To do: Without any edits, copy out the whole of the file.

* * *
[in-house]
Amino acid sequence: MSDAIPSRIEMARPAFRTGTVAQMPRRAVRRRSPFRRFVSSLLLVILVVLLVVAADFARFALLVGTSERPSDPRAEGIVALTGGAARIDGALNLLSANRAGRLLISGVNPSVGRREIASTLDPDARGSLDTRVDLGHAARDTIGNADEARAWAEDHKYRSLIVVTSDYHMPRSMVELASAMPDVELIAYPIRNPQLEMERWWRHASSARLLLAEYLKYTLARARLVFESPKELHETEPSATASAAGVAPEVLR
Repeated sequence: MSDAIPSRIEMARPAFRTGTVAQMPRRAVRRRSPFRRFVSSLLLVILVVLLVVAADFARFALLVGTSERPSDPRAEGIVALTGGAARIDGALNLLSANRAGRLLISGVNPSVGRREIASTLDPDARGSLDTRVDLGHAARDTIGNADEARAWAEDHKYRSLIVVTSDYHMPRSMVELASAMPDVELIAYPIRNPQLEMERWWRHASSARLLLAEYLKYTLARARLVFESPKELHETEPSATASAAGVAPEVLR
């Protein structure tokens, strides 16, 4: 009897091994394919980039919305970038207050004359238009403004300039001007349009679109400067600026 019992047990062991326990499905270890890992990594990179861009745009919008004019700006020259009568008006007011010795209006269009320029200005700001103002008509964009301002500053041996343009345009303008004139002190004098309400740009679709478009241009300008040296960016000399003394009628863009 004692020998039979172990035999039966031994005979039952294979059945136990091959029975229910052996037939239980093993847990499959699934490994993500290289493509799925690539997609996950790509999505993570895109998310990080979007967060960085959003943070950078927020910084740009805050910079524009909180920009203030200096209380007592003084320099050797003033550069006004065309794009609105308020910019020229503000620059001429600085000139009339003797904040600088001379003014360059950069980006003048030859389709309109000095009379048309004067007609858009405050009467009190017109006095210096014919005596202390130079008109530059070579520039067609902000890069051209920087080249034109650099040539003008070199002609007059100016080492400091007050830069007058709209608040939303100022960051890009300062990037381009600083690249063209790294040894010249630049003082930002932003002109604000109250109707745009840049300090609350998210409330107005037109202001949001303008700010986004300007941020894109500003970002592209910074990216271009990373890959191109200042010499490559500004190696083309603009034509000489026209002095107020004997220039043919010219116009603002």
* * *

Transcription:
[in-house]
Amino acid sequence: MSDAIPSRIEMARPAFRTGTVAQMPRRAVRRRSPFRRFVSSLLLVILVVLLVVAADFARFALLVGTSERPSDPRAEGIVALTGGAARIDGALNLLSANRAGRLLISGVNPSVGRREIASTLDPDARGSLDTRVDLGHAARDTIGNADEARAWAEDHKYRSLIVVTSDYHMPRSMVELASAMPDVELIAYPIRNPQLEMERWWRHASSARLLLAEYLKYTLARARLVFESPKELHETEPSATASAAGVAPEVLR
Repeated sequence: MSDAIPSRIEMARPAFRTGTVAQMPRRAVRRRSPFRRFVSSLLLVILVVLLVVAADFARFALLVGTSERPSDPRAEGIVALTGGAARIDGALNLLSANRAGRLLISGVNPSVGRREIASTLDPDARGSLDTRVDLGHAARDTIGNADEARAWAEDHKYRSLIVVTSDYHMPRSMVELASAMPDVELIAYPIRNPQLEMERWWRHASSARLLLAEYLKYTLARARLVFESPKELHETEPSATASAAGVAPEVLR
């Protein structure tokens, strides 16, 4: 009897091994394919980039919305970038207050004359238009403004300039001007349009679109400067600026 019992047990062991326990499905270890890992990594990179861009745009919008004019700006020259009568008006007011010795209006269009320029200005700001103002008509964009301002500053041996343009345009303008004139002190004098309400740009679709478009241009300008040296960016000399003394009628863009 004692020998039979172990035999039966031994005979039952294979059945136990091959029975229910052996037939239980093993847990499959699934490994993500290289493509799925690539997609996950790509999505993570895109998310990080979007967060960085959003943070950078927020910084740009805050910079524009909180920009203030200096209380007592003084320099050797003033550069006004065309794009609105308020910019020229503000620059001429600085000139009339003797904040600088001379003014360059950069980006003048030859389709309109000095009379048309004067007609858009405050009467009190017109006095210096014919005596202390130079008109530059070579520039067609902000890069051209920087080249034109650099040539003008070199002609007059100016080492400091007050830069007058709209608040939303100022960051890009300062990037381009600083690249063209790294040894010249630049003082930002932003002109604000109250109707745009840049300090609350998210409330107005037109202001949001303008700010986004300007941020894109500003970002592209910074990216271009990373890959191109200042010499490559500004190696083309603009034509000489026209002095107020004997220039043919010219116009603002």